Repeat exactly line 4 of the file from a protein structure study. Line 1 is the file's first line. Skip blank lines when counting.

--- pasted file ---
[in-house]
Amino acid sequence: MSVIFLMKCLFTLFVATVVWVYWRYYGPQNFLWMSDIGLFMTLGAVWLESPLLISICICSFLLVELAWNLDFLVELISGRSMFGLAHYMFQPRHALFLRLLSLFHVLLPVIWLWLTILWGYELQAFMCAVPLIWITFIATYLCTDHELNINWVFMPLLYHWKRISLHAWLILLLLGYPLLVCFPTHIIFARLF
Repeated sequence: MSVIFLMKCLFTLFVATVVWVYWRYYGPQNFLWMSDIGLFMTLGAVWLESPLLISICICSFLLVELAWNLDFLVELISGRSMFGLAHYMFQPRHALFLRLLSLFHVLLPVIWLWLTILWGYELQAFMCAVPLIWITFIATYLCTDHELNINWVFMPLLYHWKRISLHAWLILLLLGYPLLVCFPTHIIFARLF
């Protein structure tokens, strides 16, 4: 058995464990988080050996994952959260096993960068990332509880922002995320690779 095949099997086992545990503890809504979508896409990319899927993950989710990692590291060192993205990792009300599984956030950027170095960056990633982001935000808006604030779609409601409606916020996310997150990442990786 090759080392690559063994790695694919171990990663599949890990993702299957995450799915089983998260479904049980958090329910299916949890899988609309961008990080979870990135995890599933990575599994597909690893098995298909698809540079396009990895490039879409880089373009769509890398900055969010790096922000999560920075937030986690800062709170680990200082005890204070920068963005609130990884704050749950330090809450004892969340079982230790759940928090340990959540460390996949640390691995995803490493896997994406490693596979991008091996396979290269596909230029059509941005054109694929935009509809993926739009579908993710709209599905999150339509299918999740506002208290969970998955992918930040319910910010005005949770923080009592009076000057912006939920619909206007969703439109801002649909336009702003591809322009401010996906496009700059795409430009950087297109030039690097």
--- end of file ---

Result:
């Protein structure tokens, strides 16, 4: 058995464990988080050996994952959260096993960068990332509880922002995320690779 095949099997086992545990503890809504979508896409990319899927993950989710990692590291060192993205990792009300599984956030950027170095960056990633982001935000808006604030779609409601409606916020996310997150990442990786 090759080392690559063994790695694919171990990663599949890990993702299957995450799915089983998260479904049980958090329910299916949890899988609309961008990080979870990135995890599933990575599994597909690893098995298909698809540079396009990895490039879409880089373009769509890398900055969010790096922000999560920075937030986690800062709170680990200082005890204070920068963005609130990884704050749950330090809450004892969340079982230790759940928090340990959540460390996949640390691995995803490493896997994406490693596979991008091996396979290269596909230029059509941005054109694929935009509809993926739009579908993710709209599905999150339509299918999740506002208290969970998955992918930040319910910010005005949770923080009592009076000057912006939920619909206007969703439109801002649909336009702003591809322009401010996906496009700059795409430009950087297109030039690097």